Long-awaited and long-needed, the announcement by the Andrews government in late 2020 that Victoria will build over 12,000 units of social housing worth an estimated $5.3 billion, cannot come soon enough.
In the face of social, economic and environmental issues, this news is a welcome boost that will hopefully provide some solace in what will undoubtedly remain a hard hit, COVID-affected economy for some time.
However, many have been suffering the plight of insecure housing and housing affordability well before the pandemic arrived. In fact, 57 per cent of lower-income households who rent privately are in rental distress, while 50,000 Australians are in urgent need of social housing, with another 116,000 experiencing homelessness as of the last census.
Defined as secure and affordable housing for people on low incomes with housing needs, these government assets include Indigenous housing and community housing, managed by non-government organisations. While this Victorian government program will create a significant number of jobs in construction, most importantly, it presents countless opportunities to truly cultivate housing that is liveable now and into the future.
On the path to meeting the national shortfall in social housing (estimated at a horrifying 433,000 dwellings), one of the most fundamental opportunities is the engagement of communities, stakeholders and project teams willing to welcome and invest into high-quality sustainable design and construction to guarantee health and equity.
Learning from leaders in Australia’s housing industry, research institutes and academics during an extended webinar series I hosted recently, the emerging perspective is the need to make Australian social housing regenerative, thinking about each project in terms of designing for communities and working towards restoring equitable environments where people can thrive.
With “home” playing a pivotal role in the way we are and how we live in a community, a common theme voiced by these leaders is the need to look at more co-operative models for housing; ones that look to dissolve or reposition values and mindsets around ownership, emphasising and responding to community, connection and care.
Globally, we are witnessing a sharp rise in the interest and adoption of co-housing and co-operative housing models, build-to-rent and co-living schemes, with the thread that connects each, architecture and interior design conducive to creating and connecting communities.
From shared spaces such as community facilities, co-working spaces, working sheds, toy libraries and community gardens, all function as a method to bring people together, overcoming some of the horrific social isolation issues that so many have been facing in recent times.
Looking at emerging perspectives directly from the community, as well as industry leaders, it is as though the tide is turning, people are wanting to return to a community setting, putting down roots in a place they feel connected to or in the hope of raising children with a sense of belonging, care and respect for others.
With this change of mindset, it has certainly opened up the conversation around the best approach to the future of social housing and what this could mean for our most vulnerable Victorians.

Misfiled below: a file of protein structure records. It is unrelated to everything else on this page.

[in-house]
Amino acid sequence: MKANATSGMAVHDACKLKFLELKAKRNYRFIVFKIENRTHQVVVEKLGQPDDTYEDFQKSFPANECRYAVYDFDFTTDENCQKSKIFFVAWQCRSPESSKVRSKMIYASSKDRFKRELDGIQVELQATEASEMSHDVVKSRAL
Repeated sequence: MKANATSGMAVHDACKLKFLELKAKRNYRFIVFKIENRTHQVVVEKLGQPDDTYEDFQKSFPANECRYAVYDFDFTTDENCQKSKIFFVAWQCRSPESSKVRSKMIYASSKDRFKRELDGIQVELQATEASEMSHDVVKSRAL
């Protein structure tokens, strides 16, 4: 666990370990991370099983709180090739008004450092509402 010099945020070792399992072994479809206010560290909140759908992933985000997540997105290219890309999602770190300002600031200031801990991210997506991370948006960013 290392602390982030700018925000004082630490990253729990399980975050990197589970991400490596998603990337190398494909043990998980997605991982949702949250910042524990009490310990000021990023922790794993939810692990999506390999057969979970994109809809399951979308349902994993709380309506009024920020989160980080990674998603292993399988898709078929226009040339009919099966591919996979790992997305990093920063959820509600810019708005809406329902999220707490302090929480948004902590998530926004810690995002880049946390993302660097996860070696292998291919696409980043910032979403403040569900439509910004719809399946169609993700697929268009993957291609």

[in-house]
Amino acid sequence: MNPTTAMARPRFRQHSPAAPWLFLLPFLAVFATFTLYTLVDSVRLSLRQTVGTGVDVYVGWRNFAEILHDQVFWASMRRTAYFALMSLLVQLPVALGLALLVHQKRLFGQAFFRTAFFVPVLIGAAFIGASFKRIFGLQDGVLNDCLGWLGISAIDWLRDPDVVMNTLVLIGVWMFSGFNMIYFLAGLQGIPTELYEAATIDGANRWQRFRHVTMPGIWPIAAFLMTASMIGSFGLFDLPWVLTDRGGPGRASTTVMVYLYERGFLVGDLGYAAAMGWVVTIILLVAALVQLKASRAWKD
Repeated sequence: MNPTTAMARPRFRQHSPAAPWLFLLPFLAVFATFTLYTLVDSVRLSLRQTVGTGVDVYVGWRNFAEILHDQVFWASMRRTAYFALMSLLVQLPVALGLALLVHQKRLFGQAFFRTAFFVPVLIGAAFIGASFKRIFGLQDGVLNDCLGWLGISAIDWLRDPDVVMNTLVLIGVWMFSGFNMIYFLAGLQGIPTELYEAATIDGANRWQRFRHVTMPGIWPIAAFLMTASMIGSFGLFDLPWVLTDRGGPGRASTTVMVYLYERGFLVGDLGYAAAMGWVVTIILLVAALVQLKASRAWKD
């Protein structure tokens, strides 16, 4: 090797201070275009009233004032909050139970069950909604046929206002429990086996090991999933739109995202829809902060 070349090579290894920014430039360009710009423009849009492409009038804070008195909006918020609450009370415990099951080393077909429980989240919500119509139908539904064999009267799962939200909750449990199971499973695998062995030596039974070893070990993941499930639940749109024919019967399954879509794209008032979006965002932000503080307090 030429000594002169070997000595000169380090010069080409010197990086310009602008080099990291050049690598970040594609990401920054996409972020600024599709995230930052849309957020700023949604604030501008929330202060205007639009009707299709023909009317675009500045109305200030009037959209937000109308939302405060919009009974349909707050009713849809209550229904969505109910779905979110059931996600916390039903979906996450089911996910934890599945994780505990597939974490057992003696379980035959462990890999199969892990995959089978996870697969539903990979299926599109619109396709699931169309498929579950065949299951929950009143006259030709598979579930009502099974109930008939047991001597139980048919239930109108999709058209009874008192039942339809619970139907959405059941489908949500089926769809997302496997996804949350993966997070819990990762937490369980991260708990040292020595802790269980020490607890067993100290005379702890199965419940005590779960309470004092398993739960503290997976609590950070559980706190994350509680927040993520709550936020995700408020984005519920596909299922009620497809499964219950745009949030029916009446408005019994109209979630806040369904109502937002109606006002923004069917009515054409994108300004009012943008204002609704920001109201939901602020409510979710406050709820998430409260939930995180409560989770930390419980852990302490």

What if every new social housing project could bring communities together to celebrate, share food, rejoice, and contribute to the shared stewardship of their place? Imagine the future then.
What if every design team sought to not only take inspiration from the natural environment but gave the natural environment a seat at the table, considering Mother Nature in every design decision made? What if the local urban landscape could be brought back to life through these developments, setting biodiversity objectives upfront to invite native species back home? Imagine the learning that would take place then.
What if housing worked to enact a new, more conscious way of being, reconnecting people with themselves, each other and other forms of life through environmental stewardship and community growing programs? Imagine how the world might look.
What if housing worked to dissolve the colonial structures and values of ownership, competition, modernity, individualism and linear progress, replacing them with a re-localised, regenerative consciousness that holds life sacred and embraces community?
Undoubtedly, all of the above is possible – there are already projects working to achieve these sustainable outcomes for housing. Designing for community can be done and is being done, proving it does not require new technologies or green bling.
Rather, an increased appetite and genuine willingness for co-design, collaboration and working with a broad group of community stakeholders to make these visions a reality.
But we must act now. Bridging the gap and unrelenting economic disparity needs our attention desperately, far beyond the simple construction of additional dwellings.
Claire Bowles is the sustainability lead at one of Australia and New Zealand’s leading design firms, i2C Architects. An expert regenerative practitioner and accredited Green Star professional, she is passionate about approaching our built environment as an opportunity to create positive buildings and places that act as educational, inspiring acupuncture points for a new way of living, being and working.